When the Rev. Jorge Chacn entered his chapel on the outskirts of Cuzco to say mass last week, he could scarcely believe his eyes. Just the night before he had left the adobe chapel alongside the San Sebastian Church in perfect order. But when he arrived the next morning, all that was left of a 17th-century, seven-painting series on the resurrection of Lazarus were a few fringes of canvas clinging to empty wooden frames.
Fr. Chacn couldn't say mass that day. "I just wasn't myself, and I was crying and very upset," he recalls. "This is a great loss. These paintings have great historical and cultural value for our people."
Ironically this robbery took place just a few days before a regional workshop, called "Fighting the Traffic of Objects of Cultural Heritage," was held in Cuzco last week. The event brought together representatives of government and private cultural institutes from all over Latin America as well as representatives from art and antiquities units of Interpol, the FBI, and Scotland Yard. The meeting explored ways to stem this growing contraband trade.
The trafficking of cultural artifacts from Latin America - principally pre-Columbian pieces and colonial-era art - brings in hundreds of millions of dollars a year.
Across the continent, common criminals and poverty-stricken campesinos rob churches and loot the tombs of ancestors. Traffickers smuggle the goods out of the country and into Europe and the US, where they are often sold for small fortunes to private collectors and even museums.
This type of traffic has taken its toll on other nations too. In countries like Bangladesh and Mali, examples of traditional local folk art are difficult, if not impossible, to find. This is what officials in Latin America want to avoid.
"We will suffer a terrible loss of our cultural heritage, and we will lose our self-esteem and our appreciation for what is ours, if we don't start concerning ourselves with defending our identity and our past," says Lucia Astudillo, Ecuador's representative to the International Council of Museums.
This trade has been difficult for countries in the region to battle. One of the biggest obstacles is loophole-ridden and lax laws. "Our penal code doesn't contemplate sanctions for traffickers. There are small monetary fines, but there are no provisions for jail time like they have in France," says Maria Isabel Gomez of Colombia's Culture Ministry.
While good laws and strong enforcement are necessary, experts say the real problem is education and awareness. "You have to teach people that this is their history, and it belongs in their country. You have to start with very young people and make this part of their education from the beginning," says Linda Poole, of the Office of Cultural Affairs of the Organization of American States. "As they say, if you rob someone's history you are robbing their future."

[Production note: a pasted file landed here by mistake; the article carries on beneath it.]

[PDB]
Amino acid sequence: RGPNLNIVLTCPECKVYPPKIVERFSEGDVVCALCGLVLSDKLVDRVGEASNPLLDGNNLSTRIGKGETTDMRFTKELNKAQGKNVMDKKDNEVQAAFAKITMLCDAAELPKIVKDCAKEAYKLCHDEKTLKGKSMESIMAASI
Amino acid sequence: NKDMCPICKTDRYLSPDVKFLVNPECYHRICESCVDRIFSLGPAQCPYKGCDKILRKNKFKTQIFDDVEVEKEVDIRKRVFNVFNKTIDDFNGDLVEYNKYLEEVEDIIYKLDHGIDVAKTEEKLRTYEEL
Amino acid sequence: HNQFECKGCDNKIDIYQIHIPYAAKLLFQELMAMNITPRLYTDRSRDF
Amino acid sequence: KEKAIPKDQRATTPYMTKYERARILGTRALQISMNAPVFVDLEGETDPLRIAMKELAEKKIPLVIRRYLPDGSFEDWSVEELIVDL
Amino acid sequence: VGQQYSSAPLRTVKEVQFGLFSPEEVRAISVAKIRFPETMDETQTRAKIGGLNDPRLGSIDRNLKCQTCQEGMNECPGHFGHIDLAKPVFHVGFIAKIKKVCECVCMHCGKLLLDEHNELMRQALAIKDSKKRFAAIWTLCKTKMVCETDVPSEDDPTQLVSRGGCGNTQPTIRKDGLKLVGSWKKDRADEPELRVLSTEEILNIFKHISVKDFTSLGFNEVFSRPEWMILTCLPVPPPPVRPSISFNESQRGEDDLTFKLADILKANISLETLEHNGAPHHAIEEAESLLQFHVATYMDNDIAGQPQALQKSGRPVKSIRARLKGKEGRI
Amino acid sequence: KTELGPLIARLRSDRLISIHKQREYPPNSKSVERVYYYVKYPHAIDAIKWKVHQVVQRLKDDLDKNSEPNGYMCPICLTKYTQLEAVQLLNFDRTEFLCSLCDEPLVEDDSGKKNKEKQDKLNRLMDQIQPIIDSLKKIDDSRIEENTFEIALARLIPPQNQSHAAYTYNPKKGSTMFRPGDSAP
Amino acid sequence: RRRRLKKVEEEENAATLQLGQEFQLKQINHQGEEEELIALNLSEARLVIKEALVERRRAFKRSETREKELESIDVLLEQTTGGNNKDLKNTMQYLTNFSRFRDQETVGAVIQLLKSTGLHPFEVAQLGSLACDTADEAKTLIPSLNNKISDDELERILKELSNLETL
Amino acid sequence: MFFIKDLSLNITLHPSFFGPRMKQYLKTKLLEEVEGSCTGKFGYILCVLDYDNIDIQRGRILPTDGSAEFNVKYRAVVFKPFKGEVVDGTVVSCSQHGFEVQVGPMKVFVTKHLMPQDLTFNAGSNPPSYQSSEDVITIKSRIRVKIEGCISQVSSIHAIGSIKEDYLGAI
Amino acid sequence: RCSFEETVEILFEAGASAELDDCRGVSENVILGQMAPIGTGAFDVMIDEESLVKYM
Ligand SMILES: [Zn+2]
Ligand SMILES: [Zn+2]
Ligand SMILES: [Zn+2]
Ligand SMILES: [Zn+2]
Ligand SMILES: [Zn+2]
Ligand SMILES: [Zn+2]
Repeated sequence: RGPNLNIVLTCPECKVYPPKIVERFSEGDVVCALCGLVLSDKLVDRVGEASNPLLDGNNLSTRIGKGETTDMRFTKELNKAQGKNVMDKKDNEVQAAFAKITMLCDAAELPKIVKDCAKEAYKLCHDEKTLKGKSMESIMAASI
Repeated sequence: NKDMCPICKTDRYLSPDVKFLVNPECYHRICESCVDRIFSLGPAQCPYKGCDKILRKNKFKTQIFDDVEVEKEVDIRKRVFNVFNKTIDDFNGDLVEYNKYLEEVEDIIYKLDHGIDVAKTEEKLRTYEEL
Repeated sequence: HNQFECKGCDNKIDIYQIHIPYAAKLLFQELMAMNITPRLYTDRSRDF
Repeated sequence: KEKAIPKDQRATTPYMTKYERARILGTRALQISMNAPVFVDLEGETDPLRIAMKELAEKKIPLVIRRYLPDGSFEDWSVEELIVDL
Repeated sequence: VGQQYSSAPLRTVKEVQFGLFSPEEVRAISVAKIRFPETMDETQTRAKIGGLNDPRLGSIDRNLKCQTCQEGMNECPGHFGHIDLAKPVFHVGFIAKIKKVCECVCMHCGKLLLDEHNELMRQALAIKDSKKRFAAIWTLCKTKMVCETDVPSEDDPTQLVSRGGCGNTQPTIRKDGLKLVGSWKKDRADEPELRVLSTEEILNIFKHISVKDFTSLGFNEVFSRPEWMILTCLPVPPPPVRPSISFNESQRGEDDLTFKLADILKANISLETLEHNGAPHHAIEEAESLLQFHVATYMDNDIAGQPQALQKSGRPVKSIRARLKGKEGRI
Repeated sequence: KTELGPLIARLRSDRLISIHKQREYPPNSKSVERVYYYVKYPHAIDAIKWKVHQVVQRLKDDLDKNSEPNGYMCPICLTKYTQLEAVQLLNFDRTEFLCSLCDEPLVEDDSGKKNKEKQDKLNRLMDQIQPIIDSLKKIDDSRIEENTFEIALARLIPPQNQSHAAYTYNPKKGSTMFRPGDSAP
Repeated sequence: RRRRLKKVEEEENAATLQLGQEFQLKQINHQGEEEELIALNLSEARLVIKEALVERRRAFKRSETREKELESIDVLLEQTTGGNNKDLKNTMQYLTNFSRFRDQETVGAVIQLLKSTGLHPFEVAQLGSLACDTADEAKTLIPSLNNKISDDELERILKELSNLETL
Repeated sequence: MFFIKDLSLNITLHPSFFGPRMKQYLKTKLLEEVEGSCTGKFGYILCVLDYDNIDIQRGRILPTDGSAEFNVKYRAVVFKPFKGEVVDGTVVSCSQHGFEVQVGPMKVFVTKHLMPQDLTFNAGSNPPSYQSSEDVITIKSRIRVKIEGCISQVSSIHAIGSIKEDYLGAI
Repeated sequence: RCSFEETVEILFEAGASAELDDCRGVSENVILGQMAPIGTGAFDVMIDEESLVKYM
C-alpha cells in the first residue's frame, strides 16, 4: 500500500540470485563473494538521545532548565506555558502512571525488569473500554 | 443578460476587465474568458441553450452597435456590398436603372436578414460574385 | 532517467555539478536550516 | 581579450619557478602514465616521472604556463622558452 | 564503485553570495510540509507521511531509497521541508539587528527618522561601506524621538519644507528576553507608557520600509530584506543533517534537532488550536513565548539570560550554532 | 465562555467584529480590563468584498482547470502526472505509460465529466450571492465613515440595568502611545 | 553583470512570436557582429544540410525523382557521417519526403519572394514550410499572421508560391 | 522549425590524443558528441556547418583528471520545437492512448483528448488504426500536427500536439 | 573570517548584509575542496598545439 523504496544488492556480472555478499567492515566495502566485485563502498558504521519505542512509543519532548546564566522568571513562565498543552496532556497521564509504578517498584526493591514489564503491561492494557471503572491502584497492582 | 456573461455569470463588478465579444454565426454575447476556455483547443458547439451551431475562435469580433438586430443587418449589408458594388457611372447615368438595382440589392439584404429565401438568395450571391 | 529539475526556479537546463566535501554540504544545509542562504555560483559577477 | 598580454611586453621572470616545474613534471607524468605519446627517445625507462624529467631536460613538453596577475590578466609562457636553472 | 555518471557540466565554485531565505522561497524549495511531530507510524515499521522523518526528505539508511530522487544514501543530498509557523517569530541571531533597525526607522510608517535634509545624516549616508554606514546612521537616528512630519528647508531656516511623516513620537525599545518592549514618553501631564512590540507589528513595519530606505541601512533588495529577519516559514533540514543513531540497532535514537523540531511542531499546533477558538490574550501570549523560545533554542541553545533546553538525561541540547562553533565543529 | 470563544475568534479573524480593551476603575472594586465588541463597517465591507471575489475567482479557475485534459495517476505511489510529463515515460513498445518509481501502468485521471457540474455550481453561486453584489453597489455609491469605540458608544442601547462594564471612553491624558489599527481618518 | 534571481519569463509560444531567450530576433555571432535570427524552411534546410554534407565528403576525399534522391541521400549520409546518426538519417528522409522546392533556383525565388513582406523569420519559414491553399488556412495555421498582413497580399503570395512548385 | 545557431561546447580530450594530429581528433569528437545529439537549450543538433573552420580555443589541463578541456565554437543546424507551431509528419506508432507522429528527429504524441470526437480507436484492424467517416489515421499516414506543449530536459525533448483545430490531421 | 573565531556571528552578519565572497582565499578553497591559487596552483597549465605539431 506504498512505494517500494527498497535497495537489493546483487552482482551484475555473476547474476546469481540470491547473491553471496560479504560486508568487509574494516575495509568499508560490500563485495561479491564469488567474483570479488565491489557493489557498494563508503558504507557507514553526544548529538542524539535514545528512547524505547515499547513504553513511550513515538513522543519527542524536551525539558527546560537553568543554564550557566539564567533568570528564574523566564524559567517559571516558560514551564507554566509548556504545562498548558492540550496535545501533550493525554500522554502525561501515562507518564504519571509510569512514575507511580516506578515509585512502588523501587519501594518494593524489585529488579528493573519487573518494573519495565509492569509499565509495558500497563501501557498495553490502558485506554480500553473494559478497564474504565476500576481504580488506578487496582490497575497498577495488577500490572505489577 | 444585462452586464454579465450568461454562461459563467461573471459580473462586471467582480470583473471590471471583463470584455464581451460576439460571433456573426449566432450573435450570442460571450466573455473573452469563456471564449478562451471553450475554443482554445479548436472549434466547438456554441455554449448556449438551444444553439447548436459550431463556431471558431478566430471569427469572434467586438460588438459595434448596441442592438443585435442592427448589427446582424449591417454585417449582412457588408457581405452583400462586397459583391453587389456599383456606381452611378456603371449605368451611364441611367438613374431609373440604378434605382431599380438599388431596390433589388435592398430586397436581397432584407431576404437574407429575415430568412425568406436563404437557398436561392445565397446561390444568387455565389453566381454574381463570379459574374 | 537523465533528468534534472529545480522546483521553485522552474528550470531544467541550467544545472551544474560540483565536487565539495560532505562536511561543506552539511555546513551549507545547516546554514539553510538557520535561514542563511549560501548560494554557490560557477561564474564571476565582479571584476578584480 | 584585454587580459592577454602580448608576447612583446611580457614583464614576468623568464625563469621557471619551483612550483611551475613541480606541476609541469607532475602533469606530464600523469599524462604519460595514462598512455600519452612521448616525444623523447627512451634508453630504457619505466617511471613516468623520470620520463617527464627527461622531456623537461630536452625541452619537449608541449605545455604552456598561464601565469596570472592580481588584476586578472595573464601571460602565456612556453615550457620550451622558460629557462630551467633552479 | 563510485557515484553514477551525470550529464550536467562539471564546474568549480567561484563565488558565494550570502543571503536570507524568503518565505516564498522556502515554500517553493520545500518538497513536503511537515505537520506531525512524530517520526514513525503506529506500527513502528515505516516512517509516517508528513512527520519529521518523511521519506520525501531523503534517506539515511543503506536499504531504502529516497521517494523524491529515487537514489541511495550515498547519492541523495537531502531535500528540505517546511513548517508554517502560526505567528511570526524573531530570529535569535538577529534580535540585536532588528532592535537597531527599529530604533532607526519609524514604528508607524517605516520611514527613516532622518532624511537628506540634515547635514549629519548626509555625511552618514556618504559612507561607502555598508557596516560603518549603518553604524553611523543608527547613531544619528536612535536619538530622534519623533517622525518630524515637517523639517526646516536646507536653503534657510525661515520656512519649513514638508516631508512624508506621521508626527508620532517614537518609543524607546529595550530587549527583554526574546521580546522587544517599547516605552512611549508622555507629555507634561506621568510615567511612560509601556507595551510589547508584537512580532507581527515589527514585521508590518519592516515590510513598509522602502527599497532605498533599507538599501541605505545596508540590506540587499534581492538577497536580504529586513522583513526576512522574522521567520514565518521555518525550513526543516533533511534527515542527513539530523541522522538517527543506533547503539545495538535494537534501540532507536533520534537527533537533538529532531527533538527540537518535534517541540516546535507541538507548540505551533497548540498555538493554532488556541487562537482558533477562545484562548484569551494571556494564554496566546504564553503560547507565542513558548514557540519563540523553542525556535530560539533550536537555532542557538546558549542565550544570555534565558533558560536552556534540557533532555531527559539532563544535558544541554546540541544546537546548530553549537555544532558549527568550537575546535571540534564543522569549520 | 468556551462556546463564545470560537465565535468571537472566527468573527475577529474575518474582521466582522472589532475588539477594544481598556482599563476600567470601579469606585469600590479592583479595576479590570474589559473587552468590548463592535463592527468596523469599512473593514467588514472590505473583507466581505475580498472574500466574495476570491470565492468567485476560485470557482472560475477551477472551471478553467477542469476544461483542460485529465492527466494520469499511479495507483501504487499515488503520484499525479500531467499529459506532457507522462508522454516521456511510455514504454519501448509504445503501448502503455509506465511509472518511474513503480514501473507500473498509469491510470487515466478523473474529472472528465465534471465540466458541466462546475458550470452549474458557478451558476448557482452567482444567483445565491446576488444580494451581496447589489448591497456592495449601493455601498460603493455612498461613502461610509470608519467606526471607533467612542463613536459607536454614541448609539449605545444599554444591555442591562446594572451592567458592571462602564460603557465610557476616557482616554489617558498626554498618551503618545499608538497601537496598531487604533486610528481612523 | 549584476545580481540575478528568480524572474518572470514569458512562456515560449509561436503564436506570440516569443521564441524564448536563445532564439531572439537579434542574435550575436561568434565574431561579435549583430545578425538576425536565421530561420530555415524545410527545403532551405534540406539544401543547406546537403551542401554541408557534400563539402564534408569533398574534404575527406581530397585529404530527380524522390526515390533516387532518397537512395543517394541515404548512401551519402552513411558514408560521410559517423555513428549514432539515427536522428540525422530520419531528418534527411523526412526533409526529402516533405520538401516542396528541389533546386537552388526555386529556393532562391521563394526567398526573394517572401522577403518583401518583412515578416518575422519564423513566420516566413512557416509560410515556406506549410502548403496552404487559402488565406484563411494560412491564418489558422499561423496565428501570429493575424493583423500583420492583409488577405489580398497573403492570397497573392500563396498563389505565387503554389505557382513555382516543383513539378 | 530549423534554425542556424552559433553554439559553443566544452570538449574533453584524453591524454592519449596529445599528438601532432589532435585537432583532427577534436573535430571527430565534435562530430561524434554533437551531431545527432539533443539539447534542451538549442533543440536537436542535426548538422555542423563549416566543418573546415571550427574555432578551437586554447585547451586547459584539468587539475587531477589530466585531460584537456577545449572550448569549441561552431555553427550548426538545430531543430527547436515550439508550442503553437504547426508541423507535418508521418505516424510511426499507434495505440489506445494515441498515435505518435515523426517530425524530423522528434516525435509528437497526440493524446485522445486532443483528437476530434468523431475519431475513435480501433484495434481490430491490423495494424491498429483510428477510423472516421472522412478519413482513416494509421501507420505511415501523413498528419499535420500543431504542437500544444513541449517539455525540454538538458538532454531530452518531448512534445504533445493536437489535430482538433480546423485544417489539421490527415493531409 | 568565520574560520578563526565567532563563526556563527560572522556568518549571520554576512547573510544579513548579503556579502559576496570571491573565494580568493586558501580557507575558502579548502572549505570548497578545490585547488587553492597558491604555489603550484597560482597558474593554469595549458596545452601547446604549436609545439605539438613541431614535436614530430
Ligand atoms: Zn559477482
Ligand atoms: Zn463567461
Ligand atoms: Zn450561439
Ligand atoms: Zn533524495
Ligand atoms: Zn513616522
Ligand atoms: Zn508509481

Conference participants agreed on the need to create art registries and train police and customs agents to fight these crimes. In Peru, 90 percent of the objects confiscated in Lima's international airport are souvenir replicas, while many true artifacts slip by customs. Mexico, on the other hand, has had more success in recovering stolen patrimony since it incorporated antiquities identification into police training curricula.
A cooperative sting
A memorandum of understanding between the US and Peru, officials say, has helped fight this traffic. FBI agent Robert Whitman attended the conference to give a firsthand account of the significance of such bilateral agreements.
Mr. Whitman posed as an art dealer two years ago in Philadelphia and recovered a priceless piece looted from Peru's Royal Sipan tomb, considered the most important archaeological find in the Americas.
The piece, which was being sold for $1.6 million, is now back in Peru. Implicated in the case were an ex-official from the Peruvian government, an ex-police colonel, and the Panamanian general consul in New York, who used a diplomatic pouch to get the piece into the United States.
Bolivia also has a memorandum of understanding with the US; Ecuador is working toward one as well.
Nonetheless, there is still a long way to go. "We are talking about a nonrenewable resource; the more scarce it becomes, the more expensive the pieces will be, and the stronger the traffic will get," says Rafael Goi with the National Anthropology Institute in Buenos Aires.
"That is why we need to find ways to work together," he adds.
(c) Copyright 1999. The Christian Science Publishing Society